John Tung Foundation calls for tough e-cigarette control

NO HEALTHY ALTERNATIVE::The foundation said that the devices should be put under the Tobacco Hazards Prevention Act, as they hurt teens and encourage relapses

By Alison Hsiao  /  Staff reporter

Mon, Feb 17, 2014 - Page 3

The anti-smoking John Tung Foundation said it is deeply worried about the refusal of health authorities to put e-cigarettes under the control of the Tobacco Hazards Prevention Act (菸害防制法), saying it “amounts to legalizing the product and allowing its abuse.”

The Health Promotion Administration (HPA) said on Thursday that it “objects to the liberalization and abuse of any addictive substance.”

The HPA said placing e-cigarettes under the supervision of the Act would amount to opening the market for the devices and giving free support to the industry’s false advertising, which describes therapeutic effects for people who wish to quit smoking and relatively low toxicity when compared with cigarettes.

The agency said the existing regulation of e-cigarettes as pharmaceutical products that need to be examined and registered before entering the market, in accordance with the Pharmaceutical Affairs Act (藥事法), is a supervision measure of “the highest level.”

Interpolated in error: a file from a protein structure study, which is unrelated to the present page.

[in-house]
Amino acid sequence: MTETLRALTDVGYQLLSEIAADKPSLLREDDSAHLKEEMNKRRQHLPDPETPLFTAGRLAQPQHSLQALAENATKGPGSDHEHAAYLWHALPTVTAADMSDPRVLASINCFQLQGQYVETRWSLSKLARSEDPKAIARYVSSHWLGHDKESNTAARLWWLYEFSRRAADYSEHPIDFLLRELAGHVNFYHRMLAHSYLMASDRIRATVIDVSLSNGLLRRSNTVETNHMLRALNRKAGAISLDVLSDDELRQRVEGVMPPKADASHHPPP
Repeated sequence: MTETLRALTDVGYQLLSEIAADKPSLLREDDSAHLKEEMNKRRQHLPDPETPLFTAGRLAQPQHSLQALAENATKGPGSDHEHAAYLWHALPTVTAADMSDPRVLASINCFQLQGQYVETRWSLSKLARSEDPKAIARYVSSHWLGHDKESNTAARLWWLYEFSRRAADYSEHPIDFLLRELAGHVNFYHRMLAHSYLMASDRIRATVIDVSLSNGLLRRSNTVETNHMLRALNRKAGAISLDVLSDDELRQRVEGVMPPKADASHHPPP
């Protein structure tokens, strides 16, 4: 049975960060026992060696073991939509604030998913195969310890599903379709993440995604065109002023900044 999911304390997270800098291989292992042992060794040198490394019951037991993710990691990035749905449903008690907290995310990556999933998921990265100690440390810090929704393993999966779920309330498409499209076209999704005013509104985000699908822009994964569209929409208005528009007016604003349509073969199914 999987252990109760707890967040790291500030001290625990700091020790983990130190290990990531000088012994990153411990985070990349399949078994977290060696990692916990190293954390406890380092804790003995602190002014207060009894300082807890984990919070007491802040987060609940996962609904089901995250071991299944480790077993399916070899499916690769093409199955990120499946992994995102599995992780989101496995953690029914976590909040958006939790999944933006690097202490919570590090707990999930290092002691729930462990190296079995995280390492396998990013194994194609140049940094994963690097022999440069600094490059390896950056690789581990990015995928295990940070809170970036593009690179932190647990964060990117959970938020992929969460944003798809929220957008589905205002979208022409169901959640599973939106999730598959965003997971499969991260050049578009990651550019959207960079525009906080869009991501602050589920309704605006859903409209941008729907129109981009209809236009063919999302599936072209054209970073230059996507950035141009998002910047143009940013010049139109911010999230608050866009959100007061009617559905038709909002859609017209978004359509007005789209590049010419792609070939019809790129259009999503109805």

The foundation on Friday said that the hazards caused by electronic cigarettes are “hurting teenagers and encouraging smoking relapse,” as the product can be easily obtained through the Internet, at street stands and in small shops.

The group said that if the present regulation is truly the strictest and “of the highest level,” health authorities should immediately issue fines and penalties for the 900 violations reported by various non-governmental organizations over the past five years, to stem the illegal sale and use of e-cigarettes.

The foundation also criticized the claim made by the HPA that the US’ recognition of e-cigarettes as cigarettes, under the pressure from the tobacco industry, has resulted in the abuse of the product among young Americans, adding that the US lacks a comprehensive law governing e-cigarettes and is — along with European countries — in the process of determining an effective response.